•     Am I overusing, underusing, or misusing my muscles? Bad furniture? Bad posture, repetitive strain?​​​
  •     Am I getting adequate amounts of vitamins B and C, Iron, calcium, potassium, and trace minerals?​​​
  •     Is my thyroid functioning properly? Am I anemic?​​
  •     Am I fully addressing my stress, depression, and/or anxiety?​​
  •     Are there underlying psychological motivations for continuing to be sick?​​
  •     Am I uncomfortable asking for help? Are there secondary benefits to being in pain that I don’t want to lose?​​
  •     Do I have a chronic infection or allergies?​
  •     Am I getting adequate sleep?​

Having an awareness of these perpetuating factors, along with proper lifting techniques and body mechanics are important to preventing strain and spasms in the low back, and if strain has already occurred, will help to promote faster recovery and prevent re-injury. ​

​©Jesse W. Byrd 2013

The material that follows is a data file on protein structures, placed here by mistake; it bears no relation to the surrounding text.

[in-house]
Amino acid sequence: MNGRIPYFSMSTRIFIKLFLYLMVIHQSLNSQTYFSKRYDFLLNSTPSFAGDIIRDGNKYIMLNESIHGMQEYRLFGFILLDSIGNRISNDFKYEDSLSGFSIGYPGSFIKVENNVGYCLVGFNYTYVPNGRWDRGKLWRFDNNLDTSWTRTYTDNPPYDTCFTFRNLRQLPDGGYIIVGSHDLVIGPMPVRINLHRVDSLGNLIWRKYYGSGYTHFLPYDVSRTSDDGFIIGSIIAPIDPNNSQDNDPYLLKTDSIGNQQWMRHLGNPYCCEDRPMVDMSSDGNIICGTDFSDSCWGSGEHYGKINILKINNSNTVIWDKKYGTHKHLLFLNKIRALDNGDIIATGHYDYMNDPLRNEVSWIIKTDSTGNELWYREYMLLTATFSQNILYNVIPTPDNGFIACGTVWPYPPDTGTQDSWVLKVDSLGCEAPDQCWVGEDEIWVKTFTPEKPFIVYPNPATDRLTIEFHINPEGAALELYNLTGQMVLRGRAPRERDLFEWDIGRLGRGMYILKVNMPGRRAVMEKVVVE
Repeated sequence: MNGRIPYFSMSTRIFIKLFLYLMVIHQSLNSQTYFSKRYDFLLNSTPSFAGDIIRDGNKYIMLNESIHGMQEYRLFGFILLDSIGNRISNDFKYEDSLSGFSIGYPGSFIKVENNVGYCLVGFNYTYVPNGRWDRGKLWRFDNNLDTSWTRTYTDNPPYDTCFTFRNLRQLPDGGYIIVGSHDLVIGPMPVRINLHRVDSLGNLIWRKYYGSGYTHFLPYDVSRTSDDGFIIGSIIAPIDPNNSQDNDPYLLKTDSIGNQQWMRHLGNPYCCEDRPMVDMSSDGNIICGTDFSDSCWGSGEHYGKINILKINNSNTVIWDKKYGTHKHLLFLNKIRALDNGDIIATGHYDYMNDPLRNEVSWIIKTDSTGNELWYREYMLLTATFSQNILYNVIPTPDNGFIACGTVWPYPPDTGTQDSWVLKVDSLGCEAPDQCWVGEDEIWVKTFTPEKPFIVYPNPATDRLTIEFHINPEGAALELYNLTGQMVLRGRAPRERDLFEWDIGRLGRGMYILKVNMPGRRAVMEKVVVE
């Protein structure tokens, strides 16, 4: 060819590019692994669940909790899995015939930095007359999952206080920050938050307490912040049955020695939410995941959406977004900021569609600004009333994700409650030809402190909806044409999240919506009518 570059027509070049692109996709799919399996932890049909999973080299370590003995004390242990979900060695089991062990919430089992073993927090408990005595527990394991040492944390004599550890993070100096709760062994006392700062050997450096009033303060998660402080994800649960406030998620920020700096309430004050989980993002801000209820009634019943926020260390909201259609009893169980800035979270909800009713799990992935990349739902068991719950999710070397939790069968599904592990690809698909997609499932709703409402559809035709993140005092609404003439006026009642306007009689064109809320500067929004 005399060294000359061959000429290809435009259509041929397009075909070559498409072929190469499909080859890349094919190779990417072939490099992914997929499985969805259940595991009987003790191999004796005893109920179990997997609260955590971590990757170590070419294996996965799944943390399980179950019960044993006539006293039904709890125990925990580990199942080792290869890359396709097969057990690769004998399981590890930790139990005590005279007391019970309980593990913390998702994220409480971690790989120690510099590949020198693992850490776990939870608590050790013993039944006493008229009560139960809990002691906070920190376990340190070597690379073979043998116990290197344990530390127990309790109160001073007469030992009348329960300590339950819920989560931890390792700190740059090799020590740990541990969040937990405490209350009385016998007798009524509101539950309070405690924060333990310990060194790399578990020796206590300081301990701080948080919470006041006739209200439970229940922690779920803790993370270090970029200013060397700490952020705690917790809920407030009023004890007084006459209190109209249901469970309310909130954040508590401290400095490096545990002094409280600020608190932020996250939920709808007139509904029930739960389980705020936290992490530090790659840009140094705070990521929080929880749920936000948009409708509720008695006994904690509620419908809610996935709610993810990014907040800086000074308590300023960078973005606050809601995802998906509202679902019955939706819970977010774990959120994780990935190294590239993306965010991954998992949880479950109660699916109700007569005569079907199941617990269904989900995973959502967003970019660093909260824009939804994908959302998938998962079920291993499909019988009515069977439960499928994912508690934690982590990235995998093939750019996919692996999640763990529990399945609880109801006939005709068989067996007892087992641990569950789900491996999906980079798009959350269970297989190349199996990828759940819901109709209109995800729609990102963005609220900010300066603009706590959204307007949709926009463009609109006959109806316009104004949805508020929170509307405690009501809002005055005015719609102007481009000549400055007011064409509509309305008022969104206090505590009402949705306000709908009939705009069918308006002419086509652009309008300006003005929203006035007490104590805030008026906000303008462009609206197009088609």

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Jesse writes for our Athletic Touch blog monthly. Visit his page on our website here.

1. Myofascial Pain and Dysfunction: The Trigger Point Manual,  by Travell & Simons’

3. http://www.dummies.com/how-to/content/how-to-treat-lowerback-pain.html

4. http://www.mayoclinic.com/health/back-pain/LB00004_D

5. http://www.spine-health.com/conditions/lower-back-pain/pulled-back-muscle-and-lower-back-strain

6. http://health.nytimes.com/health/guides/symptoms/back-pain-low/overview.html

​​

How Often Should You Get a Massage?

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1 hour per month is the quick answer-for the regular NON-COMPETING person. (For competing athletes in training, this article is not for you.)